The Healthy Campus Team began its charge by identifying overarching outcomes to be addressed through implementation of specific activities to move MSU toward becoming a healthier campus for students, faculty and staff. These overarching goals include: (1) Improve health status metrics, (2) Address safety on campus, (3) Create a climate of health engagement/activity, (4) Increase student retention and graduation rates, (5) Incorporate health as a strategic corporate-level goal, (6) Decrease overall healthcare expenditures by MSU, and (7) Address work-life balance.
https://provost.msu.edu/documents/TeamHealthyCampus.pdf

Measuring outcomes of plan: Michigan State University’s Board of Trustees has approved a tobacco-free ordinance, a move that will go into effect Aug. 15, 2016
http://tobaccofree.msu.edu


The measurable objectives, strategies and timeframes included in the Health, Wellbeing and Work plan(s):

Unknown


Accountable parties, offices or departments for the Health, Wellbeing and Work plan(s):

Office of the Provost


A brief description of the plan(s) to advance sustainability in Investment:

Unknown


The measurable objectives, strategies and timeframes included in the Investment plan(s):

Unknown


Accountable parties, offices or departments for the Investment plan(s):

Unknown


A brief description of the plan(s) to advance sustainability in other areas:

Unknown


The measurable objectives, strategies and timeframes included in the other plan(s):

Unknown


Accountable parties, offices or departments for the other plan(s):

Unknown


The institution’s definition of sustainability:

The most common and basic definition of sustainability was established by the 1987 report of the United Nations Commission of Environment and Development, "Our Common Future" which defined "sustainable development" (sustainability) as "development that meets the needs of the present without compromising the ability of future generations to meet their own needs." Embedded in that definition are two important elements: 1) a long-term view (generations) and 2) a systemic of ecological sense of life. We also accept a definition of sustainability that means "meeting human needs in a socially just manner without depriving ecosystems of their health" (Vucetich & Nelson, 2010). In this way, sustainability also touches our sense of ethic, ethos, and culture and reflects our ideal at the highest level; more than simply efficient planning. Thus, sustainability is about the interdependence of living organisms and communities (both human and nonhuman) over the long haul. Instead of seeing environmental, social, and economic needs as a collection of discrete characteristics or problems, sustainability at MSU looks at them as interdependent and connected. Each has an impact on and consequences for the others.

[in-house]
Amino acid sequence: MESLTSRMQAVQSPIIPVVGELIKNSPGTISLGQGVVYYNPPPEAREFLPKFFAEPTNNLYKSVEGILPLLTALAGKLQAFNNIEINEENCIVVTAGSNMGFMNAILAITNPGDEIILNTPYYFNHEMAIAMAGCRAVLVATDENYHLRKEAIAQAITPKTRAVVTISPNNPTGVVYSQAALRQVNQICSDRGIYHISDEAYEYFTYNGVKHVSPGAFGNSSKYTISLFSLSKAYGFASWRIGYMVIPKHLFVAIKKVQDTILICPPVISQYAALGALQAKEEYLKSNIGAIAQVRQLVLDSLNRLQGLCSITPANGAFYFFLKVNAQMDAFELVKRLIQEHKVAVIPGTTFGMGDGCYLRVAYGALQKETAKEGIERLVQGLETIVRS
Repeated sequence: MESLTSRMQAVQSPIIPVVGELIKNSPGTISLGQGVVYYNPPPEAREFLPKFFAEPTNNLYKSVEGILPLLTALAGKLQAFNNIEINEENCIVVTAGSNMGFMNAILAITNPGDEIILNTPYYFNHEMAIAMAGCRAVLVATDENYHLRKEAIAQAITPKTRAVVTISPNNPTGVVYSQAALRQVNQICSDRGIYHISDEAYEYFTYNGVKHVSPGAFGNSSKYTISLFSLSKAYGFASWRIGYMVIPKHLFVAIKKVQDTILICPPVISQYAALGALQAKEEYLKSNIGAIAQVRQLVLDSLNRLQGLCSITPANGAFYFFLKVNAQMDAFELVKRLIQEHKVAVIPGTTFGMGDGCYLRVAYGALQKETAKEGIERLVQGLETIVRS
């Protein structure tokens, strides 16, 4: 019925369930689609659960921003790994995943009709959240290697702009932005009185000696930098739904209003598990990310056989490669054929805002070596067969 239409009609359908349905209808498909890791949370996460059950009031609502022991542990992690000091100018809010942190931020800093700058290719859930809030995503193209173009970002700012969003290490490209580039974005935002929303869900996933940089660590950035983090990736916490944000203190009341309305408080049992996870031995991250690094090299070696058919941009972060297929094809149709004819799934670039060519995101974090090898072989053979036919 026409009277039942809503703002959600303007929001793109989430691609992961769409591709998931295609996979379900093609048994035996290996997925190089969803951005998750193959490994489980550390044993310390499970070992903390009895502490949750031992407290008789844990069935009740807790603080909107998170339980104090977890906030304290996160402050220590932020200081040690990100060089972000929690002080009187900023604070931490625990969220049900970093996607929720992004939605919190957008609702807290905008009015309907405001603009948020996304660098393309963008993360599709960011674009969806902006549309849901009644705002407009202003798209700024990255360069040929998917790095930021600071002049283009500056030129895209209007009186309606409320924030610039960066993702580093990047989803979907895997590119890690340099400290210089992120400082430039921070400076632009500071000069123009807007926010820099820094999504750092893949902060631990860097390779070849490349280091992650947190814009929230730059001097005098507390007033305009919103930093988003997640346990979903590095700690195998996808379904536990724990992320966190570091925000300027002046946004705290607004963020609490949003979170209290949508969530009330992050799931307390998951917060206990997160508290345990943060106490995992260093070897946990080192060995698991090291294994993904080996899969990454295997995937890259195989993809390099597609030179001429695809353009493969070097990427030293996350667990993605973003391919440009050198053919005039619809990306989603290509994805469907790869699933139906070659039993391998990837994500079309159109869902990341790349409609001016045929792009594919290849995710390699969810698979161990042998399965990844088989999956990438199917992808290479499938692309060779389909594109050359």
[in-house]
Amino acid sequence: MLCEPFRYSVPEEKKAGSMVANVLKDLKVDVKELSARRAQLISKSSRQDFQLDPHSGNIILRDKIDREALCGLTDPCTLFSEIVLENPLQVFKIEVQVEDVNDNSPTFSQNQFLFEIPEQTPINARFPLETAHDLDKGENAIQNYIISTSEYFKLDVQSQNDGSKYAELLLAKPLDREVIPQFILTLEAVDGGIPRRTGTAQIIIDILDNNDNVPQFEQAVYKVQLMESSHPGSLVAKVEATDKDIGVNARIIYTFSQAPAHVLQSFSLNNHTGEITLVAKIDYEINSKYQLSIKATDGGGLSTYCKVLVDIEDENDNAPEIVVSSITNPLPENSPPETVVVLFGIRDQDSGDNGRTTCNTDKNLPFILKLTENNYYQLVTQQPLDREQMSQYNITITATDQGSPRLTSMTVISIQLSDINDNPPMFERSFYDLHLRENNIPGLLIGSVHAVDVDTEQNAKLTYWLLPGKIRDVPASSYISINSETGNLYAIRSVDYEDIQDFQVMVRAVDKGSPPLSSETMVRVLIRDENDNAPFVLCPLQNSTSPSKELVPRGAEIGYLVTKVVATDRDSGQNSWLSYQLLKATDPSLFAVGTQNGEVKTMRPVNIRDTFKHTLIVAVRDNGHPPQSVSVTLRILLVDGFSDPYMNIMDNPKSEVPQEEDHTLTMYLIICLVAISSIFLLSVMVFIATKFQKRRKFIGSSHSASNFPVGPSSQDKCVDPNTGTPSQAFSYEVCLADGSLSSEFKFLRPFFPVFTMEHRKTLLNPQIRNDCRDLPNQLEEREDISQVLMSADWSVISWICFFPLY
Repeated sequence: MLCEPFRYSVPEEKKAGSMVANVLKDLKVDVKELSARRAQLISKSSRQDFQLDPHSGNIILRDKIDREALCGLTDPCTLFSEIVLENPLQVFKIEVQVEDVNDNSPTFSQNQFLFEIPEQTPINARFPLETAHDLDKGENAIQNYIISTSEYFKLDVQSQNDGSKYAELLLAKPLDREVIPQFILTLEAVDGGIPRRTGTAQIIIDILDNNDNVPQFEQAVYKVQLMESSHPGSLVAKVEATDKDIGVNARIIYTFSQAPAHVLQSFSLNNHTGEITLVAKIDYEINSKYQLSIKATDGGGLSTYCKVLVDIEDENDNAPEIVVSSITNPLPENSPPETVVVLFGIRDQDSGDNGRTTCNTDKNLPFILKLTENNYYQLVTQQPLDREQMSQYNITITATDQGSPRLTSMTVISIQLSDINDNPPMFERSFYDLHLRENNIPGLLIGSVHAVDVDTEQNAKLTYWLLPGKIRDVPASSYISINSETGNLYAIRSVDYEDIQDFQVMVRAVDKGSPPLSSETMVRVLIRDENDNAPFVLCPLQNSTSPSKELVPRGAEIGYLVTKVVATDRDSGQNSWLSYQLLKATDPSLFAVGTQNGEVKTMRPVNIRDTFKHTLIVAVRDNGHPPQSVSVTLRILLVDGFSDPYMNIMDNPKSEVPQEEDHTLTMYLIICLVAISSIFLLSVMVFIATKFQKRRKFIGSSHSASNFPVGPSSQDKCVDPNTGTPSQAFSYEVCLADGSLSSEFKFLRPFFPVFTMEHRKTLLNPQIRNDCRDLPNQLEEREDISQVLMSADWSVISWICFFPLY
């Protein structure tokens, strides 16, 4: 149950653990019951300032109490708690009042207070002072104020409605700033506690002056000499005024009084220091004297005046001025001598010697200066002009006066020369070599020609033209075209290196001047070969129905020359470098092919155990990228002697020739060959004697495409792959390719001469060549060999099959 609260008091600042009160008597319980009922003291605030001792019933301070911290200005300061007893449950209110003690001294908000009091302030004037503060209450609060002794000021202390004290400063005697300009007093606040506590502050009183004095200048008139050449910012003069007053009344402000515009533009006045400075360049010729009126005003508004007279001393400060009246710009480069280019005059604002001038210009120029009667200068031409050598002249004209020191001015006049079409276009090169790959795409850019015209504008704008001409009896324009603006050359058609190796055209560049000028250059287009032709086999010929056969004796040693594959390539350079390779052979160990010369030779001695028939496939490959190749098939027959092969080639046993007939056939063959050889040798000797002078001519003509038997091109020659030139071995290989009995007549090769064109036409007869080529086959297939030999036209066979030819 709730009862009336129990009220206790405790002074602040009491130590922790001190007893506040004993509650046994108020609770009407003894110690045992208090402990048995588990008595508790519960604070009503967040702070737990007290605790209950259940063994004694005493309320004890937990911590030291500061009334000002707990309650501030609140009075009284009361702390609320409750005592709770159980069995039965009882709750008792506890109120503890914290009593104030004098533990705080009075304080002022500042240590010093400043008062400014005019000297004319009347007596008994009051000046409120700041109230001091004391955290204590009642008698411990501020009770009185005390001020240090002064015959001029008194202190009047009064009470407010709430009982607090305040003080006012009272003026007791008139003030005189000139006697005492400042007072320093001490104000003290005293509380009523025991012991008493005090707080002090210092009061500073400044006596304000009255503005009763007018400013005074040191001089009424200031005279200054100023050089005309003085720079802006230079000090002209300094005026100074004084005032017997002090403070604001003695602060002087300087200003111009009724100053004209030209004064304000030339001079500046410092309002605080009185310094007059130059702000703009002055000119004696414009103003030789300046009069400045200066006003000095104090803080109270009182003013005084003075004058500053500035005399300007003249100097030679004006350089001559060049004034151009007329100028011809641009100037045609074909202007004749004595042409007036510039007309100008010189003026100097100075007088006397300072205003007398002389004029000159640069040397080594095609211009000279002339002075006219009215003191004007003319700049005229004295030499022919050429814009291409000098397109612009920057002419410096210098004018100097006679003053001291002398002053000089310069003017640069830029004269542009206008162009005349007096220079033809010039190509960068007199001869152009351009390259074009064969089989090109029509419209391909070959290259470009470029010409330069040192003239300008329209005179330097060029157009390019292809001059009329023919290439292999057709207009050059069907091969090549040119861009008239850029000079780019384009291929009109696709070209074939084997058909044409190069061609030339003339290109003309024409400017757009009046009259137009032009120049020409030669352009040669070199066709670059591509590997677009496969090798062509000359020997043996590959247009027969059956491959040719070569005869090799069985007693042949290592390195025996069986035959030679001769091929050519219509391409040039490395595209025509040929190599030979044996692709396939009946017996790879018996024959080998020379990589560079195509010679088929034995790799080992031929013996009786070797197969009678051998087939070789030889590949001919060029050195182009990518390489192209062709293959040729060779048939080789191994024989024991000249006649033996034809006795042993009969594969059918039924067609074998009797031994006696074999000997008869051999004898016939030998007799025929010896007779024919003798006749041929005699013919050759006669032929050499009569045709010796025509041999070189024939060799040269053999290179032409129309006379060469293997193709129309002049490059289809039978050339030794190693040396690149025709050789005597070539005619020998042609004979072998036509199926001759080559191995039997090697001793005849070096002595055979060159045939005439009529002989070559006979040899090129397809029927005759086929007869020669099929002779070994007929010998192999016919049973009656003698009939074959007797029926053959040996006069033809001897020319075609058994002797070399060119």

As an institutional framework for our sustainability vision (definition), a commitment to this definition as it relates to our core missions, goals, and growth as an institution: Michigan State University will foster sustainability by aiming to provide for all of its stakeholders needs in socially just ways both in present and throughout time. We will attend to human well being by better understanding our role within a coupled human-natural system; bolster the ability of complex systems to adapt to changing circumstances for the good of all beings; include and encourage the voices of all stakeholders; and respect the value of preserving choices and a world as rich in resources and possibilities for future decision-makers as we have now. These commitments will be honored through our approach to education, facilities, operations, and interactions with our larger local, regional, and global communities.


Does the institution’s strategic plan or equivalent guiding document include sustainability at a high level?:
Yes

A brief description of how the institution’s strategic plan or equivalent guiding document addresses sustainability:

“Because higher education institutions are intimately linked to societal growth and transformation, they can help create and instill both the basic and applied knowledge that provides opportunities for all peoples and nations to achieve a heightened state of social and economic well-being and sustainable prosperity.”
Lou Anna K. Simon
President

MSU's strategic plan, Bolder by Design, is the next evolution of it's previous strategic plan, Boldness by Design. In the plan, we continue the core imperatives - Enhance the Student Experience, Increase Research Opportunities, Expand International Reach, Enhance Community, Economic, and Family Life, and Strengthen Stewardship - and adding a sixth imperative, Foster a Culture of High Performance.

Sustainability is addressed in the Strengthen Stewardship imperative, including specific strategies for fulfillment of the Energy Transition plan, establishing a water conservation strategy, setting more aggressive waste reduction goals and campus engagement.


The website URL where information about the institution’s sustainability planning is available: